[Homer], Margites

LCL 496: 224-225

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Plato (Phaedrus 252b) quotes two lines that he says the Homeridai recite ἐκ τῶν ἀποθέτων ἐπῶν, “from their stored-away verses.” Whether or not the existence of such a Reserve is to be taken seriously, I have seen fit to paraphrase Plato’s expression as “from their Apocrypha,” and to use this as a term of convenience to cover a group of non-serious or burlesque poems that were current in or after the classical period under Homer’s name.

The pseudo-Herodotean Life (24) gives a list of “fun poems” (παίγνια) that Homer composed for the boys whom he taught at Bolissos in Chios: the Cercopes, the Battle of Frogs, the Battle of Starlings, the Heptapaktike (?), the Epikichlides, “and all the others.” Most of these will be discussed below. One title, Heptapaktike, is enigmatic, being transmitted in a different meaningless form in each of the sources, unless the latest of all, Tzetzes, has the correct version with his Hepta ep’aktion, “Seven against the Headland,” or “Seven against Actium.” In this case it was some sort of parody of the story of the Seven against Thebes. But an equally plausible reading is Heptapektos Aix, “the Seven-times-shorn Goat” (Toup, after Leo Allatius). The lexica, in an entry probably going back to Seleucus, explain heptapekt(i)osas meaning “with abundant hair.” If this referred to the poem, the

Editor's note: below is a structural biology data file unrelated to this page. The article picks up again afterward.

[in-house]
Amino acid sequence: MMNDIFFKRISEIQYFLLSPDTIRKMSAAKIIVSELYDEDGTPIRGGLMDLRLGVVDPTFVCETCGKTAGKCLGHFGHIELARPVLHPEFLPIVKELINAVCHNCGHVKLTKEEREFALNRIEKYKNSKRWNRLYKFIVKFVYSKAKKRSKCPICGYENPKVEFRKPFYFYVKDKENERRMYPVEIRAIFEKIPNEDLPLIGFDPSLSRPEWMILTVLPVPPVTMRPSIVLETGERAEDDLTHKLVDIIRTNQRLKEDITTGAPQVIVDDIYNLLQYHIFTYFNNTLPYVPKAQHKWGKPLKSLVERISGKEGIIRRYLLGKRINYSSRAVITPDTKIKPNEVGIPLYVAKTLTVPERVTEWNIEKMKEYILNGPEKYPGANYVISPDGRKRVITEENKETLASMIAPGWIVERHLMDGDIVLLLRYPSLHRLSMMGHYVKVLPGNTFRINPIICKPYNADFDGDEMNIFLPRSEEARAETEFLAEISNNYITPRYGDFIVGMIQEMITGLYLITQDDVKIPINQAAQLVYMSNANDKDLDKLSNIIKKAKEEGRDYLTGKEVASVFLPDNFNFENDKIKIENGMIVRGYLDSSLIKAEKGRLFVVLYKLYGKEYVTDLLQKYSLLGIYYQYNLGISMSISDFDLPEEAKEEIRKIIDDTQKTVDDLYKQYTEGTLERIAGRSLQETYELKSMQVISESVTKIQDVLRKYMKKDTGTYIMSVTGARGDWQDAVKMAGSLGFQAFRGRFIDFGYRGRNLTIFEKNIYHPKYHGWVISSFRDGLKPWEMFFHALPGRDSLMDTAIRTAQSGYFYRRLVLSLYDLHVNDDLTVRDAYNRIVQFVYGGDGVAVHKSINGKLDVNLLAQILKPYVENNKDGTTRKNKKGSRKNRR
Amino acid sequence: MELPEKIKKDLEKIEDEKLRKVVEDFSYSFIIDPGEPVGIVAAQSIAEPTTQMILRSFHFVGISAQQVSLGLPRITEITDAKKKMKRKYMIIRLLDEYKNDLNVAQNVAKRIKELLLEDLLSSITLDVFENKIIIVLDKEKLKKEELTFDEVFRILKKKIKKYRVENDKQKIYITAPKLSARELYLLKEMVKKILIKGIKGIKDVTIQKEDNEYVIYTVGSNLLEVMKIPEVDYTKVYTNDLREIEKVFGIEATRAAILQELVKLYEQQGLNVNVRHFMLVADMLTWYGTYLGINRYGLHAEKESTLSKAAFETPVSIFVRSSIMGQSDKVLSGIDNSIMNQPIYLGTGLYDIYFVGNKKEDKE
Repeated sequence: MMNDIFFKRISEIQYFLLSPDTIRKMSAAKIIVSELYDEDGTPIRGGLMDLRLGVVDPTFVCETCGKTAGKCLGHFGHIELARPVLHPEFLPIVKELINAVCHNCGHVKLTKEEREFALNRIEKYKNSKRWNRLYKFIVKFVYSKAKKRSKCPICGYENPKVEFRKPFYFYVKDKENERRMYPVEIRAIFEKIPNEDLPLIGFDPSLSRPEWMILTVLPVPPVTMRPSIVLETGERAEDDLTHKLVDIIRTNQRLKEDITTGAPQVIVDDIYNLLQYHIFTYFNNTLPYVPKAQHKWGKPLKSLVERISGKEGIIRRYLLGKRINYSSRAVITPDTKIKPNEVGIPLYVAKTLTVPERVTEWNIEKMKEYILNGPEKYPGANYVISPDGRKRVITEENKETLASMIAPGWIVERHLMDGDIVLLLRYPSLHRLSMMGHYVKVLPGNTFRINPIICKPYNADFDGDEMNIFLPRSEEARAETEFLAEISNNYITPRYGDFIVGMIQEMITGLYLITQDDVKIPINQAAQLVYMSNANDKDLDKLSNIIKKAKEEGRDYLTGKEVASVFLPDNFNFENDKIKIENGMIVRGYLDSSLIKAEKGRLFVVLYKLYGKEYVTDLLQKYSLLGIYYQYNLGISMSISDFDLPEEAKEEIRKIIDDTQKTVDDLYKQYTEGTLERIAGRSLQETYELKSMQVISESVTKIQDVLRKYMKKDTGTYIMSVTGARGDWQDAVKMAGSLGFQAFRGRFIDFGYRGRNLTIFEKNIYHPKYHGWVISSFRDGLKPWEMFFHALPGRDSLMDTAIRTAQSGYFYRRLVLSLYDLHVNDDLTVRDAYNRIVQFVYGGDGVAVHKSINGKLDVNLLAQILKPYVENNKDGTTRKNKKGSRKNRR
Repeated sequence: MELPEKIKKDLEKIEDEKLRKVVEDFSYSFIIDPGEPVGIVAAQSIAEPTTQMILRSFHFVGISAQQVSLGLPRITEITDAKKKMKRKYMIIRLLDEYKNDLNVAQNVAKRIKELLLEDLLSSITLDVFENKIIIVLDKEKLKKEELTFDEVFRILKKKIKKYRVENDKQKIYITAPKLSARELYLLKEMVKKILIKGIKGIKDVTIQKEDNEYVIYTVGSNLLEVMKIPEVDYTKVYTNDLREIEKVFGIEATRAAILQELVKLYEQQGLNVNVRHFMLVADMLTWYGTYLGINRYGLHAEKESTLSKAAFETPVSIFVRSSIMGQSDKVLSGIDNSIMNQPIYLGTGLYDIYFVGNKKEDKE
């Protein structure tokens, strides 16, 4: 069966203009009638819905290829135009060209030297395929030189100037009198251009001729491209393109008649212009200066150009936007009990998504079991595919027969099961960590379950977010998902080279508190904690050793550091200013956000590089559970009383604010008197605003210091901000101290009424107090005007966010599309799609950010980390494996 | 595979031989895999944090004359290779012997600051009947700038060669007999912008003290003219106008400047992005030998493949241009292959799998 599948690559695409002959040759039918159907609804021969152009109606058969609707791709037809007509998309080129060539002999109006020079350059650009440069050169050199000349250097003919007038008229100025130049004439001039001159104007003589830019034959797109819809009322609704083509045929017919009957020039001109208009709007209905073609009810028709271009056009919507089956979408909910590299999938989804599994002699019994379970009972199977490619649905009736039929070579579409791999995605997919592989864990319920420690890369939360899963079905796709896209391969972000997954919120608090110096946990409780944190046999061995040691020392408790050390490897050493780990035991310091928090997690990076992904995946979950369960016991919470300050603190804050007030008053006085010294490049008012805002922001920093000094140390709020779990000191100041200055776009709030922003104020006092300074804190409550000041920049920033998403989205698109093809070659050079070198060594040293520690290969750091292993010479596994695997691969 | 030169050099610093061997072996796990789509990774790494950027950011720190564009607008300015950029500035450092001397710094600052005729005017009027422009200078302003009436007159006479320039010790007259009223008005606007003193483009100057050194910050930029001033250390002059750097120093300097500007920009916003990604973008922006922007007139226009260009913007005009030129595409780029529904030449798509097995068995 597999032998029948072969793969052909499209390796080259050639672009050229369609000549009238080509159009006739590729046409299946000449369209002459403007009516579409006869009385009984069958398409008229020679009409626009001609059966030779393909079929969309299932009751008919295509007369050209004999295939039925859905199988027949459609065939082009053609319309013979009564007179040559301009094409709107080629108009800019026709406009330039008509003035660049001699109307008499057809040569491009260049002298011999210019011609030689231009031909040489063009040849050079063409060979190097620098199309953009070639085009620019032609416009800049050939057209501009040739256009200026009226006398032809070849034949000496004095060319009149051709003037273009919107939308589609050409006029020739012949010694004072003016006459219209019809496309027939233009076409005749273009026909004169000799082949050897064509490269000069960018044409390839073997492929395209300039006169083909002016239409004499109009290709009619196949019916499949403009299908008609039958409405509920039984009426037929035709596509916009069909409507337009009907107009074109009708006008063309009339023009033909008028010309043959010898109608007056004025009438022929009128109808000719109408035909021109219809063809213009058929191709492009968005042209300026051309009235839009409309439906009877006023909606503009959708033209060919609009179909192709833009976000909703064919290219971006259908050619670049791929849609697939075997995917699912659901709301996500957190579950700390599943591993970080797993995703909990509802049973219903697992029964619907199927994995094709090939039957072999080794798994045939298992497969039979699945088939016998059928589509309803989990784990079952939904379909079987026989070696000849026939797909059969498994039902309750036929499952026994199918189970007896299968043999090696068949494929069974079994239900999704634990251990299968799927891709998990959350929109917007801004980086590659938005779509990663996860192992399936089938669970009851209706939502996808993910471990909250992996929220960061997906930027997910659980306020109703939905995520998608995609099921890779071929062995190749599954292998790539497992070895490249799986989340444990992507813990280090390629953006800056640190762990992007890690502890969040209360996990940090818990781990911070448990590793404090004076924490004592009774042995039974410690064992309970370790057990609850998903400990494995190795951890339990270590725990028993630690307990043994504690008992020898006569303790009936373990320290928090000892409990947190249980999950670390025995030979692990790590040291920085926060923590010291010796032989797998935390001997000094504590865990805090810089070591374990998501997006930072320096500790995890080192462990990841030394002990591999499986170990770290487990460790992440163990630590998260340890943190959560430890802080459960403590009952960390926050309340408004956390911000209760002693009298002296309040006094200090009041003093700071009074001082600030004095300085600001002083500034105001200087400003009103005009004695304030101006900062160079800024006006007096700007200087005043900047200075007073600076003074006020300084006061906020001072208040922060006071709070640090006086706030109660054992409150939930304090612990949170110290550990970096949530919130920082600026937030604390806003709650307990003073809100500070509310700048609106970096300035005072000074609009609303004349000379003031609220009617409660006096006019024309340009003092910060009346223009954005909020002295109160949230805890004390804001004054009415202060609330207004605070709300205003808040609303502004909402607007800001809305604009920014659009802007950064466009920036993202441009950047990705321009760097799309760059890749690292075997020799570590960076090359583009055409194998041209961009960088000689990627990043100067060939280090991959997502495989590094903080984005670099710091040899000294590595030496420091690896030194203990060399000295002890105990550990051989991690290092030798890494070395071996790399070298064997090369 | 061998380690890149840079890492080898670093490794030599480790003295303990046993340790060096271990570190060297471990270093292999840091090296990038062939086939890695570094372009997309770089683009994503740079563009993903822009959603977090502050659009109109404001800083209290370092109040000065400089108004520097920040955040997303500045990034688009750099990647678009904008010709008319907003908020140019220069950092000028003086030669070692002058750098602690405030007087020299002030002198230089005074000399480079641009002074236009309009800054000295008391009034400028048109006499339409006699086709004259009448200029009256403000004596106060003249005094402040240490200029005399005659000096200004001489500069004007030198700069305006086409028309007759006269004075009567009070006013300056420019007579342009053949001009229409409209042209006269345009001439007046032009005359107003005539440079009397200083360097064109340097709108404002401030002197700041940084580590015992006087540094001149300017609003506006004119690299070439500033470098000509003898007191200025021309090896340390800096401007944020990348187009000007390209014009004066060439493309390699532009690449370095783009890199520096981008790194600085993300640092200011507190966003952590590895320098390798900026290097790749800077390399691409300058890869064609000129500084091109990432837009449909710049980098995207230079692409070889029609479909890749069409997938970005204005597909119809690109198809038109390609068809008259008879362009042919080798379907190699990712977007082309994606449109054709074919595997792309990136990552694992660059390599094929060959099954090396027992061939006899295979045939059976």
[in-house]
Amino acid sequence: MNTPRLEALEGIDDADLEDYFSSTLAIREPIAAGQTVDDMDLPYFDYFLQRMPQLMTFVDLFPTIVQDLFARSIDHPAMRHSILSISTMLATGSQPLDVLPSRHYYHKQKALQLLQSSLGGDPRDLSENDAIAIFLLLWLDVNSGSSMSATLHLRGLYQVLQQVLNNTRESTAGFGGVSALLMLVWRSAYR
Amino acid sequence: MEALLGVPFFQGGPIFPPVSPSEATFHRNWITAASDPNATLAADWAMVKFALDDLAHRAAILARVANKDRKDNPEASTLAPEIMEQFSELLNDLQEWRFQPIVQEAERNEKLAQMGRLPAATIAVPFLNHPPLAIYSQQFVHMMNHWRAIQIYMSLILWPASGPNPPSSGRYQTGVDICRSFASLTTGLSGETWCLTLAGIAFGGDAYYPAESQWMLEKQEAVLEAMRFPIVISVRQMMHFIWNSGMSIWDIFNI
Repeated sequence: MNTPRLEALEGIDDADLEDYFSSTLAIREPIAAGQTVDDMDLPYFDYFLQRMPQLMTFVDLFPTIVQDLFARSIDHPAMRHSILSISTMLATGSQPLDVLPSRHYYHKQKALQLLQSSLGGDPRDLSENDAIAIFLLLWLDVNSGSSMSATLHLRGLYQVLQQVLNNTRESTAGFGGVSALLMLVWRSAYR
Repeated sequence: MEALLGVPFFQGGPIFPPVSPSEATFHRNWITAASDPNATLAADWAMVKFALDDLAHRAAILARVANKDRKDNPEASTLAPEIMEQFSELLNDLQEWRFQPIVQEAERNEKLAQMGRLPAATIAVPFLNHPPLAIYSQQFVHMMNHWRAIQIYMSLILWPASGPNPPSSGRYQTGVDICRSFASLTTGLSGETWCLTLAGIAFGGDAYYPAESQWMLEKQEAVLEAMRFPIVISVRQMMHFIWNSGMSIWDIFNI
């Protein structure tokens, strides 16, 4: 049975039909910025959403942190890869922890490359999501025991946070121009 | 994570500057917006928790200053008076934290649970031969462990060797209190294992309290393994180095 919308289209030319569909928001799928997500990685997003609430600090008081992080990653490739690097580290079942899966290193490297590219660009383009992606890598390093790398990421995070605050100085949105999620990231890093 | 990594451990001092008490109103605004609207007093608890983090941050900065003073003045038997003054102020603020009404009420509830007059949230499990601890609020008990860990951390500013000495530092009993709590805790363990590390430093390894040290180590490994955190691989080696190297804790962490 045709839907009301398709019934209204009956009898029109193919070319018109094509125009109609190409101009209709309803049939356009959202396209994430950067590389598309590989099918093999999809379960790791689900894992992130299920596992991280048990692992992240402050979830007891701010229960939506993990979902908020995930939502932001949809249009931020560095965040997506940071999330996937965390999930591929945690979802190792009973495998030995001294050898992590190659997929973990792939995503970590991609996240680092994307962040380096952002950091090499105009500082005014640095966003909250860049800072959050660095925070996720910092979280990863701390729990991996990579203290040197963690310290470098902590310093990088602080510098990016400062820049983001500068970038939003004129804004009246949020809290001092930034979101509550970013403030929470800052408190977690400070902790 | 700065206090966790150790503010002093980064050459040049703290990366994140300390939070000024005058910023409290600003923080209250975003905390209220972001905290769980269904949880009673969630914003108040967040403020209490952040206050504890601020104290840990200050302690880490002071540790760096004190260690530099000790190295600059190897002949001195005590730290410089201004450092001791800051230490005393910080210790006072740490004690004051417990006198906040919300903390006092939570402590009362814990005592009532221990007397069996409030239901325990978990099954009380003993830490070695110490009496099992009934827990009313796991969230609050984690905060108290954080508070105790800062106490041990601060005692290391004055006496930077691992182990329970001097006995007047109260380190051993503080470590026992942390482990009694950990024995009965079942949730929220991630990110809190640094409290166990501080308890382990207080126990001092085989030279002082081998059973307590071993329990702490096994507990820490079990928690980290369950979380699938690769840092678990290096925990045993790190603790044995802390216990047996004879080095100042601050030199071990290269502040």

inference would be that it was current by the first century bc.1


The oldest of the “fun poems,” perhaps, was a comic narrative poem entitled, after its central character, Margites; his name means something like “Impetuous.” He apparently rushed into many undertakings without having the requisite knowledge or understanding, for he was an exceptionally ignorant and naive man. Naturally he got himself into a series of ridiculous situations. The sources refer especially to the matter of his wedding, which was initially unsatisfactory because he knew nothing about sex and had to be coaxed by means of a stratagem into doing what was required.

There are more allusions and general references to Margites, whose name became proverbial for a simpleton, than actual quotations from the poem. Our knowledge of it has, however, been somewhat extended by the publication of three papyrus fragments from Oxyrhynchus which can with some probability be ascribed to it. One of them (fr. 7) contains remnants of an otherwise unattested episode involving a nocturnal misadventure with a narrow-necked

DOI: 10.4159/DLCL.homeric_apocrypha_margites_testimonia.2003